Nordic countries sizzle as European heatwave moves north

Europe's heatwave has moved north, even sizzling Sweden's far north
Europe's heatwave has moved north, even sizzling Sweden's far north

Nordic countries are experiencing searing temperatures as Europe's record-breaking heatwave moves north, with Norway on Saturday equalling its 1970 record, and many areas recording "tropical nights".

Laksfors in northern Norway on Saturday recorded a temperature of 35.6 degrees Celsius (96 degrees Fahrenheit), equalling the national record set in Nesbyen in 1970, the country's meteorology service said on Twitter, adding however that the Meteorological Institute needed to "double check" that the measuring station was operating properly.

The Norwegian Meteorological Institute also said it had recorded "tropical nights" in 20 different locations in southern Norway, meaning that temperatures stayed above 20 degrees throughout the night.

The tropical was also felt around other parts of the Nordics and in neighbouring Sweden, with most in the country's far north.

On Friday the small town of Markusvinsa in the far north recorded a temperature of 34.8 degrees Celsius.

"That's the hottest temperature in the far north since 1945 and the third highest temperature on record," Jon Jorpeland, meteorologist at the Swedish Meteorological and Hydrological Institute (SMHI), told AFP.

Earlier in the week several places in Sweden also experienced "tropical nights".

According to Jorpeland, temperatures in the south of Sweden haven't been as extreme and it's not unusual that the mercury reaches 30 degrees a few days a year in the country, even though current temperatures are above average.

SMHI has also issued warnings of potential water shortages in August in 15 of the country's 21 counties.

Heat warnings have been issued in Sweden, Norway and Finland and earlier this week Finnish police even warned motorists to be mindful of moose, who were increasingly crossing roads in search of water to quench their thirst.

The World Meteorological Organization on Thursday said forecasts indicated that atmospheric flows would transport the heat from Europe to Greenland "resulting in high temperatures and consequently enhanced melting".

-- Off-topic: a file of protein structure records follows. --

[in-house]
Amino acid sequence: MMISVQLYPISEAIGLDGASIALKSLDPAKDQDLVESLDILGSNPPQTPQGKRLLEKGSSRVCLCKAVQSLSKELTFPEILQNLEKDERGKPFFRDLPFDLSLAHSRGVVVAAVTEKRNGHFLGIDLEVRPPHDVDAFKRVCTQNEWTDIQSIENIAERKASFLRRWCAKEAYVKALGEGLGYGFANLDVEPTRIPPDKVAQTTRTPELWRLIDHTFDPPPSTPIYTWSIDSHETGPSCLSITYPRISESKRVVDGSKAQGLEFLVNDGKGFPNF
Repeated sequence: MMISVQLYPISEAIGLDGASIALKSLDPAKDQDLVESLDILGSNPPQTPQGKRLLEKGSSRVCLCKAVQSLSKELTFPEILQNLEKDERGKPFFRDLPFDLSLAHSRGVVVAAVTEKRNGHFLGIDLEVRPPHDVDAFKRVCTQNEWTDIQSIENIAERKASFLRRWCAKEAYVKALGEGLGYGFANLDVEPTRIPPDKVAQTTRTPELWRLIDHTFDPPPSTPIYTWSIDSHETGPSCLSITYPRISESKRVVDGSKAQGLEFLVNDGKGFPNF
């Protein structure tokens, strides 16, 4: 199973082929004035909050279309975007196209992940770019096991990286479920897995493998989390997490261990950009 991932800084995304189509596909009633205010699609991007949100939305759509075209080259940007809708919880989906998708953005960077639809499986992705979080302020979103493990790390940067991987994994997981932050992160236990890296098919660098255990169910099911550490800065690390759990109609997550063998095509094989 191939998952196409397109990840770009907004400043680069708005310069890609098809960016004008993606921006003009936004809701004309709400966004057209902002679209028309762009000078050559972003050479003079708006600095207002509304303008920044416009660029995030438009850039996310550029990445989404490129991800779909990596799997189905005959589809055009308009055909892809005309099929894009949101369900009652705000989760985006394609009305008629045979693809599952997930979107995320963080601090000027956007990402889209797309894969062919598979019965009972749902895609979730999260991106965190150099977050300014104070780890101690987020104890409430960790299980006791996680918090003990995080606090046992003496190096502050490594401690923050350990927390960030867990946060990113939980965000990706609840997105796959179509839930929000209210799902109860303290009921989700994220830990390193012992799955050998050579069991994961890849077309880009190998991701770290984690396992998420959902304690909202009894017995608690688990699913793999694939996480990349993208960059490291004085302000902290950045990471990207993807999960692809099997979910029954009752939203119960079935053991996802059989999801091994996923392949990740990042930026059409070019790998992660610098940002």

Current predictions indicate the resulting melting of ice could approach the record losses recorded in 2012, the organisation said, citing scientists from the Danish Meteorological Institute.


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© 2019 AFP

Citation: Nordic countries sizzle as European heatwave moves north (2019, July 28) retrieved 18 August 2019 from https://phys.org/news/2019-07-nordic-countries-sizzle-european-heatwave.html
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Jul 28, 2019
Cluster grapes, used to make wine, need 100 or more days of 27 C or higher, temperature and sunshine to ripen correctly. Such things used to ripen in Scandinavia. But it has been too cold at least since 1350.

Jul 28, 2019
Oh no!
The humanity.
Look at those poor people suffering out in the sunshine.
While the AGW Cult's Chicken Shites hide in their cesspool of ignorance.
Sorry. How inconsiderate of me. We all know what sunshine does to Chicken Turds.

Jul 29, 2019
Cluster grapes, used to make wine, need 100 or more days of 27 C or higher, temperature and sunshine to ripen correctly. Such things used to ripen in Scandinavia. But it has been too cold at least since 1350.

You have absolutely no proof whatsoever for Scandinavian (or Scottish) vineyards, and reality proves you wrong regarding temperatures required to ripen grapes for wine.
https://en.climat...te-graph
You have been told this before so this is no longer a mistake, it's a lie.
Why do you feel it necessary to lie?

Jul 29, 2019
Antiscience gorilla likes being put in the spotlight of being the biggest buffoon in the Guiness world record book, hey... some goons have a strange fetish for what they see as an accomplishment lol.. Most hilarious.

Jul 29, 2019
No true scientist can deny the human-induced changes to the global climate system.

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